“Sherlock” star Benedict Cumberbatch stirs up fans and trolls on Twitter

Cumberbatch became the talk of the Twitterverse after taking shots at his obsessive fans, Downton Abbey, and the practice of "posh-bashing."


Aja Romano


Published Aug 21, 2012   Updated Jun 2, 2021, 12:29 pm CDT

Let’s recap Benedict Cumberbatch’s Sherlock-level press rampage over the past week.

First, he informed the Telegraph that he “can’t just get anyone pregnant, it has got to be the right person,” thus sending Sherlock fans the world over into a collective swoon.

Next, the Harrow-educated Cumberbatch complained to the Radio Times that he’s tired of ‘posh-bashing’ from the British viewing public, joking that he’s tempted to move to America. Naturally, this prompted even more posh-bashing, and a Guardian poll.

Then, just a day after TV Line reported his claim that pejorative statements he made about Downton Abbey from April were just tongue-in-cheek, Reader’s Digest released an interview in which he called the Upstairs Downstairs-esque melodrama “fucking atrocious,” alienating the same devoted Sunday night BBC viewership that’s turned Sherlock into an international hit.

And finally, speaking to the British Press Association, Cumberbatch took a potshot at some of his most dedicated fans, a group of UK fans known as @cumberbitches. “There is some obsessive behaviour, which is quite worrying,” he told the PA. “I worry for them, not for me.”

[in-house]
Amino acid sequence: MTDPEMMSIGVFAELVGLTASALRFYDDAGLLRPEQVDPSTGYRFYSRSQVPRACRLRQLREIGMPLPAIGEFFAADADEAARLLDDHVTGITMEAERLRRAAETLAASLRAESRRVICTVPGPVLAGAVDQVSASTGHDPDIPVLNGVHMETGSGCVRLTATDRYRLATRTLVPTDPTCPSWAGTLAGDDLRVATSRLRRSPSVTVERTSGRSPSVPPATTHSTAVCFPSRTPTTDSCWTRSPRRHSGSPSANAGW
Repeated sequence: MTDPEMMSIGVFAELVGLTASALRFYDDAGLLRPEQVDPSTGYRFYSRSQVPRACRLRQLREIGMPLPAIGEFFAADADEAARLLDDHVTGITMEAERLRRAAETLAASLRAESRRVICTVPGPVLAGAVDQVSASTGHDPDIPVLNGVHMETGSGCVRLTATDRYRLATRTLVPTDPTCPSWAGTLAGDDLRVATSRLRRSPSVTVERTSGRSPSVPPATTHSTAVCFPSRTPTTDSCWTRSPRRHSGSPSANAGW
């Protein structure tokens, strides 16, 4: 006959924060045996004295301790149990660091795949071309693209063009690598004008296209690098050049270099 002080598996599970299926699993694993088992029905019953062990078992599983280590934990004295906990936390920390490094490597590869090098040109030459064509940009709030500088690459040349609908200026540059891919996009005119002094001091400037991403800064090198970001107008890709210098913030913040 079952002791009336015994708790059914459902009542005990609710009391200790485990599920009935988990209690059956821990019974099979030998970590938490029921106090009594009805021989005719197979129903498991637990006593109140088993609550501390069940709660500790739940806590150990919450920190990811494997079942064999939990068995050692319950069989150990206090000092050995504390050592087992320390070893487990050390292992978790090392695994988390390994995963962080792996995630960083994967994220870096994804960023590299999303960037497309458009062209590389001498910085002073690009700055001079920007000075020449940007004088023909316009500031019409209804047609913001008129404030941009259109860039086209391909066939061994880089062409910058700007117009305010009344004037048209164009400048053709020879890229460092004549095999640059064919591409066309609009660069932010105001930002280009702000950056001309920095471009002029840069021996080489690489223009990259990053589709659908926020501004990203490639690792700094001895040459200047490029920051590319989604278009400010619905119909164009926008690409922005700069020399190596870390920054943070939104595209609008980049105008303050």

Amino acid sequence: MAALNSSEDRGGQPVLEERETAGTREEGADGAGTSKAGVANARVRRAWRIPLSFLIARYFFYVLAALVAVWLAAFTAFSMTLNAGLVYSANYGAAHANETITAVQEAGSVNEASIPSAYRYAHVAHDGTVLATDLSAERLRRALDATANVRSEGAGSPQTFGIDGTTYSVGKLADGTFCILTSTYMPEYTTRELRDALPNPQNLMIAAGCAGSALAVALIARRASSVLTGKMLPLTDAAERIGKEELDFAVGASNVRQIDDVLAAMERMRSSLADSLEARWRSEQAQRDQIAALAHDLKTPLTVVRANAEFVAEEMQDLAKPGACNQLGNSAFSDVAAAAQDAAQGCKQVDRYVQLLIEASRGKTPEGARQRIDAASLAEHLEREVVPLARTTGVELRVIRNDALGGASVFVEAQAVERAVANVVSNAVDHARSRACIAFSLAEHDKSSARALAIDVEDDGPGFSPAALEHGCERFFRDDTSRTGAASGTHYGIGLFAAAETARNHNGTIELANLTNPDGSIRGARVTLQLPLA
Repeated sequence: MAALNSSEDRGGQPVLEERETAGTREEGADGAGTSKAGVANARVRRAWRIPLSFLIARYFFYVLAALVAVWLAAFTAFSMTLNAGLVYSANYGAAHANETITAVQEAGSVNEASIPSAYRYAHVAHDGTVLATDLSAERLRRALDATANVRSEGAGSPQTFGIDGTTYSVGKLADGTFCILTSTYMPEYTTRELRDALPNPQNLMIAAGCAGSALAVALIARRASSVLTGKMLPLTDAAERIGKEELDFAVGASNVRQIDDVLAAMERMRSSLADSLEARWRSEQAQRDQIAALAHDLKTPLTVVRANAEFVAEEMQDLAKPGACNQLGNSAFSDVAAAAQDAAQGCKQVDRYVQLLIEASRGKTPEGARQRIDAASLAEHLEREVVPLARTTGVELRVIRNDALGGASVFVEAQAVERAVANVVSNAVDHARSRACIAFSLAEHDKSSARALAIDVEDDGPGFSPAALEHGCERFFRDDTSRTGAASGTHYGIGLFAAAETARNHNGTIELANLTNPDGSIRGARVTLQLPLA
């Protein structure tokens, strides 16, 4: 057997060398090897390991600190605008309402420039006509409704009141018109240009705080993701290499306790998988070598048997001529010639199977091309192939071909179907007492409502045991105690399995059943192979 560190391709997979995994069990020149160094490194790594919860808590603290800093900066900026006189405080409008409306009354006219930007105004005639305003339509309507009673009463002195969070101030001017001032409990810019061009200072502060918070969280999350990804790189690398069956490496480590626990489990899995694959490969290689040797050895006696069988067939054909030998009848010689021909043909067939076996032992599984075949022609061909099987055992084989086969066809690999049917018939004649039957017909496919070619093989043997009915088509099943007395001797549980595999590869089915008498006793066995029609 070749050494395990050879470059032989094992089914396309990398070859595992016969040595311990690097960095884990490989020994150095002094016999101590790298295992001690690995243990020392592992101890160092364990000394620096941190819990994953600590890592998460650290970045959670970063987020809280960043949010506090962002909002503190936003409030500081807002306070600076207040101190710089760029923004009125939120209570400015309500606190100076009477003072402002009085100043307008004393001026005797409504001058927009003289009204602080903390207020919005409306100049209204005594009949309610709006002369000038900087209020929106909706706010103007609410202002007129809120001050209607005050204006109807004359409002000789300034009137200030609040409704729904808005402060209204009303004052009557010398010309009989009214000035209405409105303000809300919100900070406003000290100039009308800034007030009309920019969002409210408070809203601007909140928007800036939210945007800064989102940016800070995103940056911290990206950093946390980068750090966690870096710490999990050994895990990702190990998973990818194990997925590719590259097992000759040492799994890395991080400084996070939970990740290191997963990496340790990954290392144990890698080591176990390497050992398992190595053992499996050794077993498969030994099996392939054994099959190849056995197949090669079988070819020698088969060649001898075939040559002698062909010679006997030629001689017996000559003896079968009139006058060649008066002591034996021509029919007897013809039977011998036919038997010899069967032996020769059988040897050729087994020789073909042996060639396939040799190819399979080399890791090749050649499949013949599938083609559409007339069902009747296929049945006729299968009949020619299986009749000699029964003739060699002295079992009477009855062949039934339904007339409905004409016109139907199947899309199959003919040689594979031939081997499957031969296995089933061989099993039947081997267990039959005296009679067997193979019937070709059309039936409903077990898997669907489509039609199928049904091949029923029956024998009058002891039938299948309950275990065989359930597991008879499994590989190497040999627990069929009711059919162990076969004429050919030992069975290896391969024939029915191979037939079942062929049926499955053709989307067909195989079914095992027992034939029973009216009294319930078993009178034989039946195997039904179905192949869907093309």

The sudden flurry of controversial opinions from the usually soft-spoken Cumberbatch has made waves across the Internet, with fans rushing to defend Cumberbatch, and the press writing impassioned essays (and tweets) about whether or not they still like him. (Telegraph: Yes. Independent: No. Guardian? Can’t make up its mind.)

As for the Downton Abbey cast and crew, they’ve responded with good humor. Creator Julian Fellowes told the Telegraph he “couldn’t be fonder” of Cumberbatch. Meanwhile, cast members Hugh Bonneville, Brendan Coyle, Allen Leech, and Dan Stevens all changed their twitter icons to the cover of Cumberbatch’s Readers Digest interview.


Reactions around the fandom ranged from defensive to tongue-in-cheek. Sherlock fan Kiersten Alaina told the Daily Dot that “it was a strange week because we don’t often hear from Ben a lot. Most of the fans …know that he’s very often misquoted and misunderstood.”

Kiersten Alaina insists that “fans have stuck with” Cumberbatch despite his expressed anxiety over his fanbase. “No offense to [the Cumberbitches,] but they do say things like, ‘let me have your babies, I want to fuck him’—very graphic stuff sometimes. And it can be a little frightening.”

She added, “A lot of other people have posted hate against him though, which he doesn’t deserve AT ALL. He really is a nice guy, just misunderstood. His fans know he doesn’t mean what he says, the way he says it.”

That’s a comforting thought for fans, particularly since Cumberbatch’s new series, the hugely anticipated Parade’s End, premieres Friday. Though Cumberbatch’s promotional interviews for the series are what landed him in the hotspot to begin with, fans are hoping the actor’s undeniable talent will be what finally pulls him out of it.

Photo via galianafuck/Tumblr

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*First Published: Aug 21, 2012, 2:23 pm CDT